Past questions the writing group has considered are:

  • What is something that got left behind?
  • What is something you cannot deny?
  • What is something you wrote or did that you no longer understand?

Members may join this group at anytime.

Facilitator: Judi McGavin

Brown Bag Luncheons

January 17, 24, 25 and 31, 12:30–1:30 p.m.

Get to know your fellow OLLI-UO members at these weekly brown bag luncheons. Bring a lunch from home or order takeout from one of Old Town’s many restaurants. Lunch will be held in the OLLI-UO office, suite 148C.  Lunches are always preceded and followed by an OLLI-UO course, lecture or discussion group.  We hope to see you there!

Let it Snow, Let it Snow

We are well aware of how quickly and unexpectedly our winter weather can change here. The University of Oregon rarely closes for inclement weather. Should you hear on the radio or television that local public schools have cancelled classes, it is possible that a group leader, course manager or presenter may also need to cancel their event. Please call the OLLI office, 503-412-3653 or 800-824-2714, for the most up-to-date OLLI event information. As always, please use your best judgment as to whether you feel the roads are safe for your travel.

 

Fine Art Prints: History and Techniques

Tuesdays, February 21–March 20, 2012
1:30–3:30 p.m.

Printmaking has been an art and craft throughout the history of Western art, yet has often been neglected in the mainstream studies of painting and drawing.  But as we will notice, most prominent artists over time have also been major printmakers.  In this richly illustrated course, we will see Durer, Rembrandt, Goya, Picasso and scores of other artists all favoring techniques suitable to their own styles.

We define a print as simply an artist’s image transferred to paper in order to make multiple impressions for distribution.  Sometimes the intent was to reproduce a painting or to illustrate a text, but more significantly to create a work of art best expressed in a printing medium. We will explain the basic techniques of printmaking: Relief (e.g. woodcut), Intaglio (e.g. etching), Planar (e.g. lithography) as we weave them and their many ramifications  into relevant social and artistic eras.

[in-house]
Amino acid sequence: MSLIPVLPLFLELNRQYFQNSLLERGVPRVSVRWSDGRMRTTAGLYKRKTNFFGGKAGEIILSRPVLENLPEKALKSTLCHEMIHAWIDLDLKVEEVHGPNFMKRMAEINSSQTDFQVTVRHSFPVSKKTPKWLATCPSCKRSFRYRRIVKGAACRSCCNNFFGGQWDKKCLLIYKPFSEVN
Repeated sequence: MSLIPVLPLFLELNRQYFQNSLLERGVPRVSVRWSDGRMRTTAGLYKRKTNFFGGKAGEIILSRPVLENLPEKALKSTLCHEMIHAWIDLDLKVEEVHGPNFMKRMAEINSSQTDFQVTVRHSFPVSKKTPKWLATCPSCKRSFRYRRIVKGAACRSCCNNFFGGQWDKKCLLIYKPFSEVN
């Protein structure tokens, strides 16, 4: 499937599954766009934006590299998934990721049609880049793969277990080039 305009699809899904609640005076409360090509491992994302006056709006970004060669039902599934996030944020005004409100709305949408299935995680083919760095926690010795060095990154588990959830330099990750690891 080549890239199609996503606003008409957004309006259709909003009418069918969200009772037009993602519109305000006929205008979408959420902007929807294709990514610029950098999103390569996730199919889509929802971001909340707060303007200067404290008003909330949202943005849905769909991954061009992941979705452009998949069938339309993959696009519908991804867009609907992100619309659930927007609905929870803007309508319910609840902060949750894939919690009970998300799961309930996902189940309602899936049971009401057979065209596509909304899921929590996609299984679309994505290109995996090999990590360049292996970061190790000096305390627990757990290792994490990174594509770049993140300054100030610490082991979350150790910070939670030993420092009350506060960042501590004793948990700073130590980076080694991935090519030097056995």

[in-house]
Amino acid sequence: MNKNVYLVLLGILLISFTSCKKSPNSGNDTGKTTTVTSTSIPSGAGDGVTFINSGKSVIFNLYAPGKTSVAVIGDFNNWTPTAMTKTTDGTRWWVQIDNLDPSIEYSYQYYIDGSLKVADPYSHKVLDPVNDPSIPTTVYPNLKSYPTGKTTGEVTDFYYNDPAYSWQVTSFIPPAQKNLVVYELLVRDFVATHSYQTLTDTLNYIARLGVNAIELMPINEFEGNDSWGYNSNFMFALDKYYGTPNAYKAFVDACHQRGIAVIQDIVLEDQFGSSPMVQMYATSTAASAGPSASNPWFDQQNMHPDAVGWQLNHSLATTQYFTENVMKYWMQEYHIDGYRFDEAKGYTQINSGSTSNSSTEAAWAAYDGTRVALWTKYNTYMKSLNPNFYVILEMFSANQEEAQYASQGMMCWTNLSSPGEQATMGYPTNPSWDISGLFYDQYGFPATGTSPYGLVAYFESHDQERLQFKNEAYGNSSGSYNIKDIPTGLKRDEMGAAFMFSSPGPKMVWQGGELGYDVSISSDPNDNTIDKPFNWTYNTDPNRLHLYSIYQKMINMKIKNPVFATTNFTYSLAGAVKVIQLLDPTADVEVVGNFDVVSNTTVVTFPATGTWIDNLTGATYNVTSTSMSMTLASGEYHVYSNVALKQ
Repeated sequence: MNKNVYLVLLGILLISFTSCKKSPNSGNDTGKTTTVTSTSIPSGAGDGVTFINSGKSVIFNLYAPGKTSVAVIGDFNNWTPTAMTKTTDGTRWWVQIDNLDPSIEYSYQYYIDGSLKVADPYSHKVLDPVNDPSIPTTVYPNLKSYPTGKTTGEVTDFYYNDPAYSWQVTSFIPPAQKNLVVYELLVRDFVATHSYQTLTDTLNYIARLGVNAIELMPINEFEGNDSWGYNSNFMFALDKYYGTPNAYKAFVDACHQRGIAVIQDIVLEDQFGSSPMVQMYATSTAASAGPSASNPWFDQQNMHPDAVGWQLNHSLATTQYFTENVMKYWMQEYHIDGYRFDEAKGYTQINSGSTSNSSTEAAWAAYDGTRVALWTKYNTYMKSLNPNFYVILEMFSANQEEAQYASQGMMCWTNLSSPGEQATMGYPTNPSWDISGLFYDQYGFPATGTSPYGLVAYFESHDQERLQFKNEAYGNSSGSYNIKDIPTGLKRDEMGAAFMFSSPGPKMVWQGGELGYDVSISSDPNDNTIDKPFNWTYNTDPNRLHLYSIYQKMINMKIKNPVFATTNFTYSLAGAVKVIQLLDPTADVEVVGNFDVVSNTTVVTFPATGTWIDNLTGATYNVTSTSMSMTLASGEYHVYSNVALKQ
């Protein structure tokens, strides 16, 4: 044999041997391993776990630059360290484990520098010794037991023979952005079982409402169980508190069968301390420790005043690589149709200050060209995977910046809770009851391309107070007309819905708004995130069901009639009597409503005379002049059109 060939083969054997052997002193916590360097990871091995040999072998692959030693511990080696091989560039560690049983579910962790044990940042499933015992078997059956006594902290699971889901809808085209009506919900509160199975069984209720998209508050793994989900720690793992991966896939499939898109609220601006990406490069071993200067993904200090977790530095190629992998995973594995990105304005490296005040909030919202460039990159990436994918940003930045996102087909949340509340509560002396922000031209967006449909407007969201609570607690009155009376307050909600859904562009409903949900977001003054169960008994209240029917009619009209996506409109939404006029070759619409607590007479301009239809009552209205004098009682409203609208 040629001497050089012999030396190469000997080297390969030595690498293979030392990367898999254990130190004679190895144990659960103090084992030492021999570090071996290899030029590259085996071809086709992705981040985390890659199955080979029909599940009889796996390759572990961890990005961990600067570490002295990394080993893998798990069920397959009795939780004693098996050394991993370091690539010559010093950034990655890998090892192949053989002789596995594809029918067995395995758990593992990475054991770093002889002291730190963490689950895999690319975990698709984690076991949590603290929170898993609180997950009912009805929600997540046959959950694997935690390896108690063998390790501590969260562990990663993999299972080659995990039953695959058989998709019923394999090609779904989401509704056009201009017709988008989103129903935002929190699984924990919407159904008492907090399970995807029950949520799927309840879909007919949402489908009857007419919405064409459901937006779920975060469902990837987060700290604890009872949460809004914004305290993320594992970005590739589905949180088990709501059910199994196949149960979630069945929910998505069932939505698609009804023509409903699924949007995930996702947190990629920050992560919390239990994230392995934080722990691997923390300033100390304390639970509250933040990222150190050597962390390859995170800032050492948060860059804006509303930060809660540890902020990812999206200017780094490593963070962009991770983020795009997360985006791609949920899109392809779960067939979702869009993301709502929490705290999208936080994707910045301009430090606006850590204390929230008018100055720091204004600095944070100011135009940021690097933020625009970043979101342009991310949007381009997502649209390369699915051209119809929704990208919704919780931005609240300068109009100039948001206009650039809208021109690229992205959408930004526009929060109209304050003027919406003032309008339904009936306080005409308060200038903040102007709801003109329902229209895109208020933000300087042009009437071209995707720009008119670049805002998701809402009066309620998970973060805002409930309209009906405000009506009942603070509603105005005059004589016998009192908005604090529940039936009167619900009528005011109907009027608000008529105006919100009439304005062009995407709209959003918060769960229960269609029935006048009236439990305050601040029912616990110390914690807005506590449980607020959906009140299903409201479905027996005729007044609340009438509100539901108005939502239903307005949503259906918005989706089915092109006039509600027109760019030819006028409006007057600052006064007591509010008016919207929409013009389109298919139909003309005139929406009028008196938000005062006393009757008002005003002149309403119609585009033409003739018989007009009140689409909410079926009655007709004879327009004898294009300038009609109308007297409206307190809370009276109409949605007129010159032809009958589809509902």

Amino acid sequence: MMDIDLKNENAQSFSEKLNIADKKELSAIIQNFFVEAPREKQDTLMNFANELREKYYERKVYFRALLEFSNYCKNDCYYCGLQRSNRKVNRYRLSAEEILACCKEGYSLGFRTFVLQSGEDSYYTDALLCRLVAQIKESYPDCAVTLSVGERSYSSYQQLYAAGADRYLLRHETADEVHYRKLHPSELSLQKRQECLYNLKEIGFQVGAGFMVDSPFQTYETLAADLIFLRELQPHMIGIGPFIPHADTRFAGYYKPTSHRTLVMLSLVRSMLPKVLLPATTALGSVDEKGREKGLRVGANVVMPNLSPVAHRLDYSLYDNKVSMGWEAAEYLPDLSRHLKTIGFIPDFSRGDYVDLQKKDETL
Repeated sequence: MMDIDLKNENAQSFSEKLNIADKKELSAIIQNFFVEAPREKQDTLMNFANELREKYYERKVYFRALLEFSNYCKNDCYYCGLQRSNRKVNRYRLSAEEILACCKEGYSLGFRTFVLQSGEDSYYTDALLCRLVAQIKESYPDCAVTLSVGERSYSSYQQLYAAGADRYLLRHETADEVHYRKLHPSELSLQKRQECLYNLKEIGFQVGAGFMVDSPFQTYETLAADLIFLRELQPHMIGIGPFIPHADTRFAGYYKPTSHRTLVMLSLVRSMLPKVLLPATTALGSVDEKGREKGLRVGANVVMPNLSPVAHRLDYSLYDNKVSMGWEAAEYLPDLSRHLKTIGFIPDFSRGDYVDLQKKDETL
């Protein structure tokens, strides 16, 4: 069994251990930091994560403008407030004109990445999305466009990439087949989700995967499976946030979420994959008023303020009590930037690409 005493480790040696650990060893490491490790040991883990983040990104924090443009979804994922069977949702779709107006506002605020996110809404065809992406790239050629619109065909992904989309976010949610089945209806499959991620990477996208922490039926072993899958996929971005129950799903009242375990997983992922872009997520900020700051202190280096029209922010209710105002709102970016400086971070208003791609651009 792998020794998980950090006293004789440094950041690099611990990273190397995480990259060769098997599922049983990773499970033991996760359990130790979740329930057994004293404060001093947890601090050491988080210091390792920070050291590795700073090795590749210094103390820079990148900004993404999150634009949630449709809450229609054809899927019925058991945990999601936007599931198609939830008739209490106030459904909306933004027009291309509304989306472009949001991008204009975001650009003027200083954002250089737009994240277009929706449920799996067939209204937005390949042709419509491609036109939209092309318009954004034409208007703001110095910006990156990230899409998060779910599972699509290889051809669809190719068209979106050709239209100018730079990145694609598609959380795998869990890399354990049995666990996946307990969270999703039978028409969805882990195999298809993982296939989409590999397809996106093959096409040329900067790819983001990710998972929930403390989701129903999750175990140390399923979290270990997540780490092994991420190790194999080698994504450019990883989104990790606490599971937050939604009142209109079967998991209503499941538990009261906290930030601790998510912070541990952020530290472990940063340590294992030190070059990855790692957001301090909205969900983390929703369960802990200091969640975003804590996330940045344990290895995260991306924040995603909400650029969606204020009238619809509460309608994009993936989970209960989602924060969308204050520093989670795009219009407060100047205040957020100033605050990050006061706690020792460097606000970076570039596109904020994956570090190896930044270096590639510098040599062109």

• February 21
    Introduction; Examples of Printmaking Techniques 15th and 16th century, including Durer and others
  • February 28
    16th and 17th century, including Rembrandt and others
  • March 6
    18th and 19th century, Goya, Impressionists and others
  • March 13
    20th century, early modern
  • March 20
    20th century, Picasso, late modern and others

Instructor
Art Historian, Joan Kirsch, will teach this ten-session course. Kirsch is currently a lecturer in art history, a docent for the Portland Art Museum, and an artist of woodcuts and collage.

Registration

Registration required. Space is limited. Call 800-824-2714 to reserve your seat.

Cost

Free for OLLI-UO members.
$40.00 per person for non OLLI-UO members.

About OLLI-UO

Drawing from the rich resources of current and retired UO faculty as well as independent scholars, community experts, and peer leaders, OLLI-UO strives to create an atmosphere centered around the joy of learning without the stress of tests, grades, or admission requirements. College degrees or previous affiliation with the University of Oregon are not required for membership.

To learn more about the OLLI-UO in Portland program, current course offerings or membership, call 800-824-2714 or visit osher.uoregon.edu.

 

 

 

 

 

December 2011 Study and Discussion Groups

OLLI-UO in Portland

Find a group that fits your interests.
The following study and discussion groups meet weekly unless otherwise specified. Please see the winter break closure announcement below. All members are welcome to attend these sessions. Past participation is not required. For questions, study materials or more information on these groups, please call the OLLI-UO in Portland office at 503-412-3653.

Tuesdays

The Rise of Humans: Great Scientific Debates
December 6 and 13, 10:30 a.m.–12:30 p.m.

The Tuesday morning DVD discussion group will begin a new Teaching Company course in December: The Rise of Humans: Great Scientific Debates.

“Trying to understand our human origins has always been a fundamental part of who we are. One of the core things we want to know is how we came to be. Thousands of years ago, human civilizations developed elaborate stories to explain the origins of humans. But today, with the help of dramatic archaeological discoveries and groundbreaking advancements in technology and scientific understanding, we are closer than ever before to learning the true story.